The post-recession years haven't been kind to many workers, with all but the top-earners suffering from years of wage stagnation.
That trend may be shifting, thanks to a tight labor market that's putting pressure on companies to compete for workers, including in some entry-level fields. Minimum wage hikes in states across the country are also lifting pay for workers who lack college degrees or who may be holding low-skilled jobs right out of college.
The median annual pay for all American workers has increased 2.1 percent in the 12-month period ending May 2017, according to a new study from employment site Glassdoor.com. While that's slightly ahead of the inflation rate, wage gains across the board are still lower than in previous periods of economic expansion, such as the 5 percent growth clocked in 1999.
"Wages are a lagging indicator," said MaryJo Fitzgerald, community expert at Glassdoor. "We're not really sure why wages aren't growing as fast as we would expect, but people should expect to continue to see money in their pockets," meaning wages could rise between 2 percent to 3 percent this year.
She added, "Everyone is hiring. They are competing for talent, whether it's talent with an MBA or a high school diploma."
Even though the job market as a whole is tight, Glassdoor found a few pockets of weakness. Some are in the tech industry, where automation and industrial changes may be lowering demand for workers. Design engineers, for example, saw their pay decline by 2.7 percent to about $69,000 per year, while Java developers' pay slipped 1.9 percent to just above $71,000.
Read on to learn about the nine careers with the highest wage gains during the last 12 months.
9. Sales representative: 4.6 percent
Median annual pay for sales representatives rose 4.6 percent to $47,629, according to Glassdoor's data.
These jobs can be entry-level positions right out of school, although some companies are seeking workers with specific experience and knowledge. Pharmaceutical companies, for instance, may look to hire workers with a bachelor of science degree.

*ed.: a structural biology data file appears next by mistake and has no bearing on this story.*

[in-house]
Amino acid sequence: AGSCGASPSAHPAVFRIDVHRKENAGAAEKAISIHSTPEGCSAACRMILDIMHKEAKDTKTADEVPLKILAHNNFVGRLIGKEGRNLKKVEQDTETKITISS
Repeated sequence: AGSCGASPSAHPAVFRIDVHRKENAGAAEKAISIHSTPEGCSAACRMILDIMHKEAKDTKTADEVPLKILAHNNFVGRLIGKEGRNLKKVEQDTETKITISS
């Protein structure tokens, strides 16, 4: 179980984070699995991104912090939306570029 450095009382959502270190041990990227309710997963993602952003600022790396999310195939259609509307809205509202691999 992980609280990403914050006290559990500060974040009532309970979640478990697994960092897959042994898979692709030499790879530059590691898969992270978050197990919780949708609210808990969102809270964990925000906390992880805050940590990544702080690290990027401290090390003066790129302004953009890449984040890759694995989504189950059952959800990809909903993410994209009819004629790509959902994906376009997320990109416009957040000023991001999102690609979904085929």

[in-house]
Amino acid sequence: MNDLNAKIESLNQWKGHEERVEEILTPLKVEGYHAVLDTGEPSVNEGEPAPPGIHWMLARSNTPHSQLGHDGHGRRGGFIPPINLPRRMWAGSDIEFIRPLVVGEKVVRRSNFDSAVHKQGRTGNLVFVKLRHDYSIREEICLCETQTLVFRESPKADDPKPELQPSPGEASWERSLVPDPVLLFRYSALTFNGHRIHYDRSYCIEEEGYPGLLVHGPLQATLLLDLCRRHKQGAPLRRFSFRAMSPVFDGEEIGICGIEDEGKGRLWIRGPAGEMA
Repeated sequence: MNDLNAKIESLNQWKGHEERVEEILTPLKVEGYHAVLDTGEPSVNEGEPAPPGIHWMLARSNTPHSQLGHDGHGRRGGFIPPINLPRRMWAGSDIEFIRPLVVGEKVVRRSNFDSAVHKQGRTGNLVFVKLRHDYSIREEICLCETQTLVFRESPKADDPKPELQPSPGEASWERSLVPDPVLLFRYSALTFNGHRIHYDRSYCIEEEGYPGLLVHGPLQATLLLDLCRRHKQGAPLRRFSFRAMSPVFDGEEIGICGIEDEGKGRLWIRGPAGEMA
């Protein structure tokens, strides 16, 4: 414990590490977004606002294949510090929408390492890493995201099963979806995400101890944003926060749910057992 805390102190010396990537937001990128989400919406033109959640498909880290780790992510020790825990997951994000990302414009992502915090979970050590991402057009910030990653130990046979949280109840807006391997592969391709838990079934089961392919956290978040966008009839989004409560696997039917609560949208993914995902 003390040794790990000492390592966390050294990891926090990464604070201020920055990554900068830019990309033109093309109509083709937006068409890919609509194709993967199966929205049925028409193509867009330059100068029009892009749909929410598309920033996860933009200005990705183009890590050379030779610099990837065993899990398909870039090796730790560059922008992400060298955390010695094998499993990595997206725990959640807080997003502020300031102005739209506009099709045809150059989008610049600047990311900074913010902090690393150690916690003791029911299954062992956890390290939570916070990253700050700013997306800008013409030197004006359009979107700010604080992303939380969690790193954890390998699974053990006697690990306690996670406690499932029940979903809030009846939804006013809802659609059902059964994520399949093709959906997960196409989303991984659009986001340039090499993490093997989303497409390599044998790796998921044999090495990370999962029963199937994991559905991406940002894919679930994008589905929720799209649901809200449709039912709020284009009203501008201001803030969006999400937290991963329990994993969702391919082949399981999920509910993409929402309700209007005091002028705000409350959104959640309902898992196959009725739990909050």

8. Cashier: 4.6 percent
It may seem paradoxical, but the financial problems of malls and mall retailers aren't translating into lower pay for store workers. Because of hiring by online companies like Amazon (AMZN) and growth from mainstays such as Walmart (WMT), store personnel are among the jobs enjoying the highest gains in pay.
Cashiers benefited from a 4.6 percent increase in annual pay through May as median wages rose to $27,492 per year. Minimum wage hikes in some states may be bolstering pay for cashiers and other entry-level jobs because a higher wage floor tends to percolate through to higher pay for other low-wage jobs.
7. Store manager: 4.9 percent
Like cashiers, store managers are also benefiting from demand for retail workers. The typical store manager enjoyed a 4.9 percent wage hike through May, bringing median annual pay to $48,848, Glassdoor found.
6. Maintenance worker: 5.7 percent
Maintenance workers may not need a college degree, but they often need to have a breadth of other skills, including some plumbing or carpentry experience.
The median annual pay for these employees has increased 5.7 percent in the past year, reaching $43,175, according to Glassdoor.
5. Bank teller: 6.1 percent
Bank tellers work with money all day long, but they earn far below the typical median American salary, prompting The Nation magazine to ask whether they're the "fast food workers of Wall Street."
However, the past year has brought some long-overdue pay gains to bank tellers. Annual median wages rose 6.1 percent to $28,744, according to Glassdoor.
4. Warehouse associate: 6.7 percent
Thanks to competition from online retailers, warehouse associates are commanding higher pay. The job typically doesn't require a college degree, but workers need to be able to load and unload packages or operate a forklift.
Warehouse associates benefited from a 6.7 percent median wage increase in the past year, reaching $40,882, Glassdoor found.
3. Restaurant cook: 7 percent
There's a restaurant cook shortage in the U.S., which is leading to higher pay for workers with culinary training.
Restaurant cooks saw their median pay rise 7 percent to $29,097 during the past year, according to Glassdoor.
2. Customer service manager: 7.1 percent
Customer service managers typically have a bachelor's degree in business or marketing and are responsible for overseeing teams of customer reps.
The role has benefited from a 7.1 percent rise in median annual pay, reaching $54,552, Glassdoor noted.
1. Recruiter: 7.4 percent
Given the tight labor market, it may be no surprise that recruiters are enjoying the fastest wage gains. "Recruiters are a key hire" for companies that are looking for workers, Glassdoor's Fitzgerald said.
Median annual pay for recruiters rose 7.4 percent in the 12 months leading up to May, reaching $51,216, Glassdoor found.